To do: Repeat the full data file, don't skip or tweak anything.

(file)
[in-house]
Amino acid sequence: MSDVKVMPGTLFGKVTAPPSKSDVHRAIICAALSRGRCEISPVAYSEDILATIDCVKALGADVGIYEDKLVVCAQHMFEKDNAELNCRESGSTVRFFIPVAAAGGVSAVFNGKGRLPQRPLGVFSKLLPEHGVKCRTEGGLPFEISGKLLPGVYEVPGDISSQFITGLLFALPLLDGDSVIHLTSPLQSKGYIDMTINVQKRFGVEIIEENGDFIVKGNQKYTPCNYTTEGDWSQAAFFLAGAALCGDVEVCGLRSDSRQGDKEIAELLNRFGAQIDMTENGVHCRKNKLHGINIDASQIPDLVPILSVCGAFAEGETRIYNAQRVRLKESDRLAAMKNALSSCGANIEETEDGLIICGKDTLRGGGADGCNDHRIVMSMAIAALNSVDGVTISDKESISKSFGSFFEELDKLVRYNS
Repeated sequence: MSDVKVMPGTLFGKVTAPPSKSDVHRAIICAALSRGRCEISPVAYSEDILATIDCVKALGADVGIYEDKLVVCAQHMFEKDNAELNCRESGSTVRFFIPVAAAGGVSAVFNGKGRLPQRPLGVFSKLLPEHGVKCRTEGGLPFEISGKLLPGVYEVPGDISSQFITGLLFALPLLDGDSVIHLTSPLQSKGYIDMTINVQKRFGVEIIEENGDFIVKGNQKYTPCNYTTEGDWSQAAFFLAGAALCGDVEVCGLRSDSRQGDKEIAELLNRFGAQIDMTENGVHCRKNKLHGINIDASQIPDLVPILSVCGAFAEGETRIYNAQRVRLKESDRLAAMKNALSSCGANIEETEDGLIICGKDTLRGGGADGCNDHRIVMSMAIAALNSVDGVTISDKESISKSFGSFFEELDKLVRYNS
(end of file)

[in-house]
Amino acid sequence: MSDVKVMPGTLFGKVTAPPSKSDVHRAIICAALSRGRCEISPVAYSEDILATIDCVKALGADVGIYEDKLVVCAQHMFEKDNAELNCRESGSTVRFFIPVAAAGGVSAVFNGKGRLPQRPLGVFSKLLPEHGVKCRTEGGLPFEISGKLLPGVYEVPGDISSQFITGLLFALPLLDGDSVIHLTSPLQSKGYIDMTINVQKRFGVEIIEENGDFIVKGNQKYTPCNYTTEGDWSQAAFFLAGAALCGDVEVCGLRSDSRQGDKEIAELLNRFGAQIDMTENGVHCRKNKLHGINIDASQIPDLVPILSVCGAFAEGETRIYNAQRVRLKESDRLAAMKNALSSCGANIEETEDGLIICGKDTLRGGGADGCNDHRIVMSMAIAALNSVDGVTISDKESISKSFGSFFEELDKLVRYNS
Repeated sequence: MSDVKVMPGTLFGKVTAPPSKSDVHRAIICAALSRGRCEISPVAYSEDILATIDCVKALGADVGIYEDKLVVCAQHMFEKDNAELNCRESGSTVRFFIPVAAAGGVSAVFNGKGRLPQRPLGVFSKLLPEHGVKCRTEGGLPFEISGKLLPGVYEVPGDISSQFITGLLFALPLLDGDSVIHLTSPLQSKGYIDMTINVQKRFGVEIIEENGDFIVKGNQKYTPCNYTTEGDWSQAAFFLAGAALCGDVEVCGLRSDSRQGDKEIAELLNRFGAQIDMTENGVHCRKNKLHGINIDASQIPDLVPILSVCGAFAEGETRIYNAQRVRLKESDRLAAMKNALSSCGANIEETEDGLIICGKDTLRGGGADGCNDHRIVMSMAIAALNSVDGVTISDKESISKSFGSFFEELDKLVRYNS